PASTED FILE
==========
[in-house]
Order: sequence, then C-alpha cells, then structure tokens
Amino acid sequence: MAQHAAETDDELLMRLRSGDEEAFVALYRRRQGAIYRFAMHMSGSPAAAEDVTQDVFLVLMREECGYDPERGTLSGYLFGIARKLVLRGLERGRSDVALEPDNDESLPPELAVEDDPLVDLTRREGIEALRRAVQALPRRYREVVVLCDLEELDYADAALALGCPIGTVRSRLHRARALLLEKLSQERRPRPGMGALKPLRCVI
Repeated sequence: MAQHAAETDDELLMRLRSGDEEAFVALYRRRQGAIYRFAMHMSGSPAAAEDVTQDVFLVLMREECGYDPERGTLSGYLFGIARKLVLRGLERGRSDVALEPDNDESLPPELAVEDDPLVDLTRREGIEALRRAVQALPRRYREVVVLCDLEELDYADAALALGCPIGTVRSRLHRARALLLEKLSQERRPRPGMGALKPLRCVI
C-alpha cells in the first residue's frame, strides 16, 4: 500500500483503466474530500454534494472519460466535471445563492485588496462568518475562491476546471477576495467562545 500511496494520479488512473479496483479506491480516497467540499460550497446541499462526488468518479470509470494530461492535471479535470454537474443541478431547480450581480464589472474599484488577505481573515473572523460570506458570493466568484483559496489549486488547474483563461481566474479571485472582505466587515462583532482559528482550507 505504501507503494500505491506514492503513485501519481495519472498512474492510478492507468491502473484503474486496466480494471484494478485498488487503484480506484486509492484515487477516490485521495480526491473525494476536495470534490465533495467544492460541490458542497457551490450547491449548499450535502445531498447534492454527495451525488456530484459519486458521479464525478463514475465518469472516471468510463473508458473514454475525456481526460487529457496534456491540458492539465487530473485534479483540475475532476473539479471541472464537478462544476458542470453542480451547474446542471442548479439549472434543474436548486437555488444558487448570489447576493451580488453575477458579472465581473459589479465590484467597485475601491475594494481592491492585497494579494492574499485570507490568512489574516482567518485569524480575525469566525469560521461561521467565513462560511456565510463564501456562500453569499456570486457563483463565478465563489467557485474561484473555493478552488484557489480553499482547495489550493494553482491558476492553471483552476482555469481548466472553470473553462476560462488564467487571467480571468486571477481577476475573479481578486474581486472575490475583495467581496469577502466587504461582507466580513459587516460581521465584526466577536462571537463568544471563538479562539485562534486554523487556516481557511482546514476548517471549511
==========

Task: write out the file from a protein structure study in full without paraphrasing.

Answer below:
[in-house]
Order: sequence, then C-alpha cells, then structure tokens
Amino acid sequence: MAQHAAETDDELLMRLRSGDEEAFVALYRRRQGAIYRFAMHMSGSPAAAEDVTQDVFLVLMREECGYDPERGTLSGYLFGIARKLVLRGLERGRSDVALEPDNDESLPPELAVEDDPLVDLTRREGIEALRRAVQALPRRYREVVVLCDLEELDYADAALALGCPIGTVRSRLHRARALLLEKLSQERRPRPGMGALKPLRCVI
Repeated sequence: MAQHAAETDDELLMRLRSGDEEAFVALYRRRQGAIYRFAMHMSGSPAAAEDVTQDVFLVLMREECGYDPERGTLSGYLFGIARKLVLRGLERGRSDVALEPDNDESLPPELAVEDDPLVDLTRREGIEALRRAVQALPRRYREVVVLCDLEELDYADAALALGCPIGTVRSRLHRARALLLEKLSQERRPRPGMGALKPLRCVI
C-alpha cells in the first residue's frame, strides 16, 4: 500500500483503466474530500454534494472519460466535471445563492485588496462568518475562491476546471477576495467562545 500511496494520479488512473479496483479506491480516497467540499460550497446541499462526488468518479470509470494530461492535471479535470454537474443541478431547480450581480464589472474599484488577505481573515473572523460570506458570493466568484483559496489549486488547474483563461481566474479571485472582505466587515462583532482559528482550507 505504501507503494500505491506514492503513485501519481495519472498512474492510478492507468491502473484503474486496466480494471484494478485498488487503484480506484486509492484515487477516490485521495480526491473525494476536495470534490465533495467544492460541490458542497457551490450547491449548499450535502445531498447534492454527495451525488456530484459519486458521479464525478463514475465518469472516471468510463473508458473514454475525456481526460487529457496534456491540458492539465487530473485534479483540475475532476473539479471541472464537478462544476458542470453542480451547474446542471442548479439549472434543474436548486437555488444558487448570489447576493451580488453575477458579472465581473459589479465590484467597485475601491475594494481592491492585497494579494492574499485570507490568512489574516482567518485569524480575525469566525469560521461561521467565513462560511456565510463564501456562500453569499456570486457563483463565478465563489467557485474561484473555493478552488484557489480553499482547495489550493494553482491558476492553471483552476482555469481548466472553470473553462476560462488564467487571467480571468486571477481577476475573479481578486474581486472575490475583495467581496469577502466587504461582507466580513459587516460581521465584526466577536462571537463568544471563538479562539485562534486554523487556516481557511482546514476548517471549511